Youth Climate Crisis Case In the Hands of the Washington Supreme Court

This Washington Supreme Court case is one of numerous in the U.S. to compel government action on climate change.

| November 27, 2012

The following article was posted with permission from Our Children's Trust.

On November 26th, seven young petitioners and their guardians filed their final brief before the Washington Supreme Court asking it to reverse a lower court’s dismissal of their case to protect public trust resources of the state. The appeal was filed after a judge in King County Superior Court dismissed their climate change lawsuit brought against Governor Gregoire, the Director of the Department of Ecology, the Commissioner of Public Lands, and the Director of the Department of Fish & Wildlife. The lawsuit seeks to force Washington to reduce carbon dioxide emissions at levels needed to avert the climate crisis.

The fate of the youths’ lawsuit is now before the Washington Supreme Court. Already, in response to a lawsuit by Texas youth, a court has ruled that the atmosphere is a public trust resource in that state. The Washington case is one of a series of coordinated legal actions across the country to compel government action on climate change. One law firm in Houston has called the unprecedented decision in Texas, “a ‘shot heard ‘round the world’ in climate change litigation.”

The youths’ drive for bringing the lawsuit comes from their interest in protecting the environment and the alarming research of our nation’s top scientists. According to leading climate scientist, Dr. James Hansen, “the science is crystal clear—we must rapidly reduce fossil fuel carbon dioxide emissions if we are to have a chance of protecting Earth’s natural systems for these young people.” Hansen submitted a declaration supporting the youths’ appeal to the Washington Supreme Court in which he states:

“Further delay of meaningful action to address climate change vastly increases the risk of irretrievable damage to the climate system. Delaying action to return the atmospheric CO2 concentration to approximately 350 ppm by the end of the century may doom the prospect of stabilizing the Earth’s climate system and mitigating human suffering.”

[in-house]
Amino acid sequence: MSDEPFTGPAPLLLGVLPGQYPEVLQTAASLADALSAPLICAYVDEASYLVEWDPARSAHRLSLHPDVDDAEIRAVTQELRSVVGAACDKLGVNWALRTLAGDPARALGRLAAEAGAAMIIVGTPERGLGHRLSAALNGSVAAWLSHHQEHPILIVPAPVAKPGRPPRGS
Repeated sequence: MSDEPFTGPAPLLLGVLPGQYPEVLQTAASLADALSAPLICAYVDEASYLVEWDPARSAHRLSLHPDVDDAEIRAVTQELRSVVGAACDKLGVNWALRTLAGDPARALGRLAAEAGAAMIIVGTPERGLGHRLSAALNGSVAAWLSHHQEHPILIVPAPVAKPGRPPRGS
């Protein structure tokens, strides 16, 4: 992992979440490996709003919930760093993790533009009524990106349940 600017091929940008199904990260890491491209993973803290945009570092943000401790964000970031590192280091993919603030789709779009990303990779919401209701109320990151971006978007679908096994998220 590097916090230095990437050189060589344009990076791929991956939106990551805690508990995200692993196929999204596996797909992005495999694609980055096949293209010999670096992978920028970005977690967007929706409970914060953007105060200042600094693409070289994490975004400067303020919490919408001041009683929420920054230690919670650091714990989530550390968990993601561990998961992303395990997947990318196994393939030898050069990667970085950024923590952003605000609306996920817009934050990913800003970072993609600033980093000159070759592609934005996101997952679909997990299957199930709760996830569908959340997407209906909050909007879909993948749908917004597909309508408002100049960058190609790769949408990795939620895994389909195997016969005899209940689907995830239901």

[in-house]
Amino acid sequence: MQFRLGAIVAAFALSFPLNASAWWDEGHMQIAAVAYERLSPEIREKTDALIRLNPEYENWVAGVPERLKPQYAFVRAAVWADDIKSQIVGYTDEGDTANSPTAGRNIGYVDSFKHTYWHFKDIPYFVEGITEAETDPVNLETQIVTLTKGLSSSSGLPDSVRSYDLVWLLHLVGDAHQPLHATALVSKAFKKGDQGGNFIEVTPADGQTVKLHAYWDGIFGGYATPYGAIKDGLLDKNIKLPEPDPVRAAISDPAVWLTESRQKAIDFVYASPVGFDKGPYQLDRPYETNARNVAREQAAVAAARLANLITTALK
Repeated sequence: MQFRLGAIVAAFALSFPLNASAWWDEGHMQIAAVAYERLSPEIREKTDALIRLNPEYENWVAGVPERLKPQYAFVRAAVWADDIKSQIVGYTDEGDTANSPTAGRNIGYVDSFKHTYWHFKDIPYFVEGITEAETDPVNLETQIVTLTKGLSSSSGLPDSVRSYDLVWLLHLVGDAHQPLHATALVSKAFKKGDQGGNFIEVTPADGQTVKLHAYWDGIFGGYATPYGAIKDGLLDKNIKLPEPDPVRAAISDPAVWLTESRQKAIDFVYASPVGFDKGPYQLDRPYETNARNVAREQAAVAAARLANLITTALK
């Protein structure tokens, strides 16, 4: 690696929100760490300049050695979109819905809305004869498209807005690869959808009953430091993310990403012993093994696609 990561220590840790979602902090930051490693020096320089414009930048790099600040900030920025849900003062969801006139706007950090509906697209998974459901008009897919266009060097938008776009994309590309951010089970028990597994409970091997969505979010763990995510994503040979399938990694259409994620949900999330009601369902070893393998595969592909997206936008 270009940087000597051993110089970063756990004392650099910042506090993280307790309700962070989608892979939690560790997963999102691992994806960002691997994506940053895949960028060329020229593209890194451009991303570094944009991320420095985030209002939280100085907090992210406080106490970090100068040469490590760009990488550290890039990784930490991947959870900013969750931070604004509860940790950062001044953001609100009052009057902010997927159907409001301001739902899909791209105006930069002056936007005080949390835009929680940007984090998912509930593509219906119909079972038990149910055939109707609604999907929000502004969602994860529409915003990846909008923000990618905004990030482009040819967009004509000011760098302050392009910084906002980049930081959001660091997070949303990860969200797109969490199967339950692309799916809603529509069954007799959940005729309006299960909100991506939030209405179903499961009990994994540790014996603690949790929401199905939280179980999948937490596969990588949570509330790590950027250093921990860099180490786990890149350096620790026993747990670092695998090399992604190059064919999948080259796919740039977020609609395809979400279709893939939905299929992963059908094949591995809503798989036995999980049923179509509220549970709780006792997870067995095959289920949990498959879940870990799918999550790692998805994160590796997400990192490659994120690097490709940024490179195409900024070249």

Along with Dr. Hansen’s declaration, two amicus curiae briefs were filed in support of the Washington youth. Several faith-based groups submitted an amicus brief arguing that the inequities of climate change threaten human rights and that international human rights law is applicable in this Atmospheric Trust Litigation (ATL) case. In their brief the groups, including the Evangelical Lutheran Church Faith Action Network, the Pacific Northwest Conference of Christ, The Pacific Northwest Conference of the United Methodist Church, the Right Reverend Gregory Rickel, VIII Bishop of Olympia, the Episcopal Church in western Washington, the Sisters of St. Joseph of Peace and Washington Unitarian Universalist Voices for Justice, draw the Court’s attention to “the important link between climate induced rights impacts and the diverse calls of faith-based communities for moral action on climate change.”  Another brief was filed by the Western Environmental Law Center on behalf of over 20 legal scholars from around the country, who argue that the Public Trust Doctrine extends to the atmosphere.

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